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Education

What a Free Market Health Care System Might Look Like

By Dr. Larry Fedewa (August 10, 2019)

 

This week’s column is an edited reprint of a piece I wrote a couple of years ago when the backlash against “Obamacare” first inspired Republicans to talk about “repeal and replace”. Since they are still talking and since the Dems are now also talking about health care alternatives – especially a federal takeover of all health care – the topic remains open for new ideas. I have approached this subject from the perspective of a clean sheet of paper. Why try to build a system on the bones of a failed system, a system no one likes? Why not instead build a new system on a foundation of goals which everyone accepts and agrees with? This is  my answer to that question.

The starting point for a discussion of a national health care system should be setting our goals. I believe that American health care should be:

  1. High quality and state-of-the-art
  2. Available to all
  3. Affordable
  4. Abundant
  5. Well-funded

What are the principal obstacles to these goals? Keep Reading

Me and the Union

How I became a union rep for a week                                        

By Dr. Larry Fedewa (April 14, 2019)

My first experience of a union came early. I had finished my first year as a high school teacher and was hired for the summer by a national weekly newspaper as a proof reader. My status in the organization was quickly determined by my assignment to the night shift.

That timing worked out well for me since I was also back in college for some courses required to get my Colorado teaching certificate. Things were going well, and I was promoted after the first month to an exempt (salaried) position as copy editor. This put me in the company of the editors and reporters, which was an exciting development for a young guy.

One day, a senior editor dropped by my desk and quietly invited me to an after-hours “party” at his house. Flattered, I quickly agreed. It turned out that the “party” was actually a meeting of the entire newsroom for the purpose of activating a just granted Department of Labor mandate to management to arrange for a vote on whether or not to join a union. The right to have the vote on company time was not in dispute. The problem was, who was going to approach the publisher with the news that the government had approved the application? Keep Reading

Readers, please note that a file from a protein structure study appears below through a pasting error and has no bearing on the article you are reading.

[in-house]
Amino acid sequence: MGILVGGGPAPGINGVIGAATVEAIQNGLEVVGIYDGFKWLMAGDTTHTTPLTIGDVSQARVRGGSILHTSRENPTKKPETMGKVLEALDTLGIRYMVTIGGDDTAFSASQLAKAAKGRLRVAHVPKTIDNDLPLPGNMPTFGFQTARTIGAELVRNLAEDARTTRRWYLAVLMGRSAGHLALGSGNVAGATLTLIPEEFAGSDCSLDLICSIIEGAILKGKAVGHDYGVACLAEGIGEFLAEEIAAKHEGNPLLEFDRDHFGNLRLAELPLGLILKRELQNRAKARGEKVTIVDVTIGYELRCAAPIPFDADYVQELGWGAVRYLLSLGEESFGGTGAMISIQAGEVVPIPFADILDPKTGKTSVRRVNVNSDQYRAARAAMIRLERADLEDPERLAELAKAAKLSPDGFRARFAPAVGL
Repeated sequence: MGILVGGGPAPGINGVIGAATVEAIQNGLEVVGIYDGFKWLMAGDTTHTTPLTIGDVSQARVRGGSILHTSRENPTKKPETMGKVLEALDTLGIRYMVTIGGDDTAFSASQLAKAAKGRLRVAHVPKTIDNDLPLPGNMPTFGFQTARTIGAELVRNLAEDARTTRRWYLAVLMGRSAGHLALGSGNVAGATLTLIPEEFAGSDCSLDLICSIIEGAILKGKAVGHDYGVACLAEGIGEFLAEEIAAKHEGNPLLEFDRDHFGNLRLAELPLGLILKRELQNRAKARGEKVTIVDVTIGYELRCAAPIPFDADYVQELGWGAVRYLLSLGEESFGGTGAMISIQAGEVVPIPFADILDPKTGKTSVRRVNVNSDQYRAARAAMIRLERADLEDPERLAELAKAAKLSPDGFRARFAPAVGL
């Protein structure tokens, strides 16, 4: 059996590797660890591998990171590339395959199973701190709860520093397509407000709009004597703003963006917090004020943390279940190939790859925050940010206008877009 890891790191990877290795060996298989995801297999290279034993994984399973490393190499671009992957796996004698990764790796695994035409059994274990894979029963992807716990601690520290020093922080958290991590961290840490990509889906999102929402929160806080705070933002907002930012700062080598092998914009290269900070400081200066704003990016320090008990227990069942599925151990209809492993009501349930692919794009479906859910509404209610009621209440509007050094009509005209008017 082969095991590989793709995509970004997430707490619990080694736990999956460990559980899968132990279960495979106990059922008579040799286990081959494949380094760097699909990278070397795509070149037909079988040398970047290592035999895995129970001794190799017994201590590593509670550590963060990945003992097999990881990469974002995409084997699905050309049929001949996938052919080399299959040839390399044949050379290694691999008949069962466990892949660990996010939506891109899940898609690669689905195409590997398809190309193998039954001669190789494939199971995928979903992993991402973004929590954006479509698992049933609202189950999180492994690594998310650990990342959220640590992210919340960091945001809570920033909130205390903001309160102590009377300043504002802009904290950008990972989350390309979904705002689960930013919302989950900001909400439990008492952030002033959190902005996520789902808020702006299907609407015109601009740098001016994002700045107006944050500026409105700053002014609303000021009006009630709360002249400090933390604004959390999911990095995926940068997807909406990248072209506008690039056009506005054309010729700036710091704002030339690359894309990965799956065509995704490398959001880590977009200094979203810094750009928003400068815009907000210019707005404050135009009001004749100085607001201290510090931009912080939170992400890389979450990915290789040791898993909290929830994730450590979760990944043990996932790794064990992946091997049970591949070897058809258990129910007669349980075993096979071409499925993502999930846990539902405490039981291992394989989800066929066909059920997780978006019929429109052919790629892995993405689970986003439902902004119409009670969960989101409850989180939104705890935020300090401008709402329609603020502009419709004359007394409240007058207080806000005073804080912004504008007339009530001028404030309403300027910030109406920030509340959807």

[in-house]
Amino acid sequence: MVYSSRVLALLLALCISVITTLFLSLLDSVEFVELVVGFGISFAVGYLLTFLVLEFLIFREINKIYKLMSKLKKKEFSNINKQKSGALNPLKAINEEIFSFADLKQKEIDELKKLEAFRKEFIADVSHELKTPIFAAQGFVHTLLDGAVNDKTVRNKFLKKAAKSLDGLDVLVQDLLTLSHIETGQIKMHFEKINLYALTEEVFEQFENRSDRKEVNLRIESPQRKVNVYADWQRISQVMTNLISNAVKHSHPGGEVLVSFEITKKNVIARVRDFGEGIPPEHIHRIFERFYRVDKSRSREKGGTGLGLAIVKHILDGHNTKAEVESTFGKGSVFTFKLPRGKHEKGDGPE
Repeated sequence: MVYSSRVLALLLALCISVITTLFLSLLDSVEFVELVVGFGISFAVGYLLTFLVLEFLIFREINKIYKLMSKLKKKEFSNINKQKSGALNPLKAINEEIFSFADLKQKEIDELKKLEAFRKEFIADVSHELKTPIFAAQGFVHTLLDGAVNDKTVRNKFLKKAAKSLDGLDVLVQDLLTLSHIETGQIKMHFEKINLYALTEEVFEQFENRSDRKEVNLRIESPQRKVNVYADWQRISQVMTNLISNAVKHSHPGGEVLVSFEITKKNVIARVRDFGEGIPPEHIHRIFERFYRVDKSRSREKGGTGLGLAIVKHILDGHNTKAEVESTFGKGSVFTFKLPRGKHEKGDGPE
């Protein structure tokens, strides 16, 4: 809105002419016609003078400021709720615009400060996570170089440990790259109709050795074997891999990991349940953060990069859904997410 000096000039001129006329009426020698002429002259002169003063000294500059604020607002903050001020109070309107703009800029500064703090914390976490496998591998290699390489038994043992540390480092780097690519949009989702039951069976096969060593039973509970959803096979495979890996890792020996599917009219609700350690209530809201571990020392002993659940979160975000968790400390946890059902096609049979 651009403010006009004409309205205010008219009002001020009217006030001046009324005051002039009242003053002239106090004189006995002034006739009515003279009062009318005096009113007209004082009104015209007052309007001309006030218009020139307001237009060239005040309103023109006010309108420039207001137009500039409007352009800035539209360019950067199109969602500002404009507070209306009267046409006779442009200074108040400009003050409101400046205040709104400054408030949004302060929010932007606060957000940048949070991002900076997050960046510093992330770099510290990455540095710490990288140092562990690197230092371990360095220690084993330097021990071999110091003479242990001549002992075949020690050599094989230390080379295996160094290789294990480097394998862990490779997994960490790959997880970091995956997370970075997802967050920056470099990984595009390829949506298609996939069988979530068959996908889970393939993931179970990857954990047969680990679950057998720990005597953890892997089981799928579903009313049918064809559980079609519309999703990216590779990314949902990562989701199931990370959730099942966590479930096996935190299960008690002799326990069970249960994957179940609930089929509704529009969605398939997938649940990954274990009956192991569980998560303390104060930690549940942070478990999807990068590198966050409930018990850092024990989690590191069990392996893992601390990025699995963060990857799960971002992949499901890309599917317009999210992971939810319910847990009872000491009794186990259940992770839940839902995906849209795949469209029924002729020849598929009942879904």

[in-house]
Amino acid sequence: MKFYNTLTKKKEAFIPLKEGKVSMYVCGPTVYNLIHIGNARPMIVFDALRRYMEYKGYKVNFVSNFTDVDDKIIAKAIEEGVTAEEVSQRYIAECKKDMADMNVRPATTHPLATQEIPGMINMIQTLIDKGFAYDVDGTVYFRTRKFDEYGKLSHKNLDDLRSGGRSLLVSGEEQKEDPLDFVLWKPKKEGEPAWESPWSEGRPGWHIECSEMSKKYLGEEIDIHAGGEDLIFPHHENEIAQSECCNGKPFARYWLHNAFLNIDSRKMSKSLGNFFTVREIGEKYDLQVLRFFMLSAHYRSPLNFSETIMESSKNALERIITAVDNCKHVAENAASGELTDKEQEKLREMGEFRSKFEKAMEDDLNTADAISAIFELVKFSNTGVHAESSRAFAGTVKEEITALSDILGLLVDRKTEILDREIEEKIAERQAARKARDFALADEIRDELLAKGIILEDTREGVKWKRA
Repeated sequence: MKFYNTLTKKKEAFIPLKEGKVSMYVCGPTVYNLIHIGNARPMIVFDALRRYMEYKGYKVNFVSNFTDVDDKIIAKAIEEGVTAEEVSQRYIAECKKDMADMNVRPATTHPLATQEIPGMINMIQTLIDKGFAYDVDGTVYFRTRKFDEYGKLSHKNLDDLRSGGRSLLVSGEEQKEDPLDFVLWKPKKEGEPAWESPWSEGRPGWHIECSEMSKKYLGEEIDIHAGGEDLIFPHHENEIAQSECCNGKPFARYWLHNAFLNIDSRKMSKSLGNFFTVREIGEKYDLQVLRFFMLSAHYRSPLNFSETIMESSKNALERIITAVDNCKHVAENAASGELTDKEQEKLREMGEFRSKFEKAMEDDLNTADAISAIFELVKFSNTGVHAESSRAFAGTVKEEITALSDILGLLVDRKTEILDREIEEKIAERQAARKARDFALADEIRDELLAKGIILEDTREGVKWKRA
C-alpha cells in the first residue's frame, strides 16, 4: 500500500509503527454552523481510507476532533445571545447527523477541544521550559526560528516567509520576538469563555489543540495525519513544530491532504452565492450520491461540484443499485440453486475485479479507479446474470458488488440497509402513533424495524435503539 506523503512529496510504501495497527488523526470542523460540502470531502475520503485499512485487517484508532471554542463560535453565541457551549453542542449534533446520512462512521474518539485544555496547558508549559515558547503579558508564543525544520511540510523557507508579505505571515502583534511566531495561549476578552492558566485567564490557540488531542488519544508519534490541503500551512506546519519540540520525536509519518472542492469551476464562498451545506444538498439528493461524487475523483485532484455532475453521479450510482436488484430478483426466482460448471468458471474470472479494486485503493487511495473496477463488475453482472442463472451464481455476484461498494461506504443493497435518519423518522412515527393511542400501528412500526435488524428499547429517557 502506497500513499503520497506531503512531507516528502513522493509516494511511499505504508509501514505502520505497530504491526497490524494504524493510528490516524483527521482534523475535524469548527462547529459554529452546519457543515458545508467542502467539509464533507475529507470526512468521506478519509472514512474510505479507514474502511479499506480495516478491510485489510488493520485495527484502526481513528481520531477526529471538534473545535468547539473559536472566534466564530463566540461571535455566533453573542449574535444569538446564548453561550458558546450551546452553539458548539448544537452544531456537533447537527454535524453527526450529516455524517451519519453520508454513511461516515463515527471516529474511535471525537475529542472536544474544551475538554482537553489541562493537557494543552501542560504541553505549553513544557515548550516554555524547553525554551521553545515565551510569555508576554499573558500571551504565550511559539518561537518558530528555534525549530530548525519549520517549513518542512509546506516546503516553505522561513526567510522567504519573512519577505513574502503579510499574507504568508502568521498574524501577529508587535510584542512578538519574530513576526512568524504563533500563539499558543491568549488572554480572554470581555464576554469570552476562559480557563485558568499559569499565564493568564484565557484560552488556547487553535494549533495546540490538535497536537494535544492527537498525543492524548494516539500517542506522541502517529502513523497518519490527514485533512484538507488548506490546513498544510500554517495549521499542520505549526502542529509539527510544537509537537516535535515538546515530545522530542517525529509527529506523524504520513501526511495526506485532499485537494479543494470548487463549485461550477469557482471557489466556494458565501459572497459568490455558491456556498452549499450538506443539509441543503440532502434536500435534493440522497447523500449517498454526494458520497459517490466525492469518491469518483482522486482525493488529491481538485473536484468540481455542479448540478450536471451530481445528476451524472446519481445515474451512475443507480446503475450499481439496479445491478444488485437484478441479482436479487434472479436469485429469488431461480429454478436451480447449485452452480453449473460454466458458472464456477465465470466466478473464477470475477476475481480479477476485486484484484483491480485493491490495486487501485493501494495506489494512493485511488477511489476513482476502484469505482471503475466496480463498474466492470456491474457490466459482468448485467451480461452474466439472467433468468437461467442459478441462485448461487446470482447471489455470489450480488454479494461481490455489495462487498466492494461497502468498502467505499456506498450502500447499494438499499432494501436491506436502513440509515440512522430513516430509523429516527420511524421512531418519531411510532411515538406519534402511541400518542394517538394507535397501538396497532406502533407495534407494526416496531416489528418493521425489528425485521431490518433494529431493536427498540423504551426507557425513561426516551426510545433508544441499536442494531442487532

K-12 in the Information Age

IEP’s (Individual Education Plans) for everybody!

by Dr. Larry Fedewa (March 4, 2019)
I believe there is more than one good answer to the challenge of providing a superior education to today’s children. I also believe that these answers will be found only through competition. This means that the government monopoly of education must be curtailed, and that the voucher programs being advocated by local pioneers, and now with the encouragement of the federal government, collectively will find the best answers to our contemporary challenges. My own suggestions for a new model of schooling are outlined below.
1.Learning theory  
 
My thinking about schooling starts with the realization that humans are
always learning. Everything we see, hear, and experience is new knowledge in some degree or nuance.
My motto is: Every NOW is NEW!
 
Even the most familiar and routine events yield something new, if only a recognition of their place in our life. Learning is part of the human condition. Place a baby on the floor and the first thing the baby does is start to explore. We never stop exploring. So, the question is not “Do we learn?” The question is, “WHAT do we learn?
 The answer is that we learn and remember best whatever we are interested in. The secret to successfully educating people is to find out what interests them. A person’s interests usually have some relation to his or her life – its problems, challenges, ambitions, or moments of joy. In this sense, our interests are very personal. For example, Johnny may be very fascinated with cars. Why cars? Perhaps because of the sense of exhilaration he gets when a car goes fast. Or, because his Dad is fascinated by cars and Johnny sees the shared interest as a bridge to his father’s affection. Or, perhaps he likes to watch NASCAR on television. The point is that his interest motivates his learning and his learning fulfills some personal need or desire.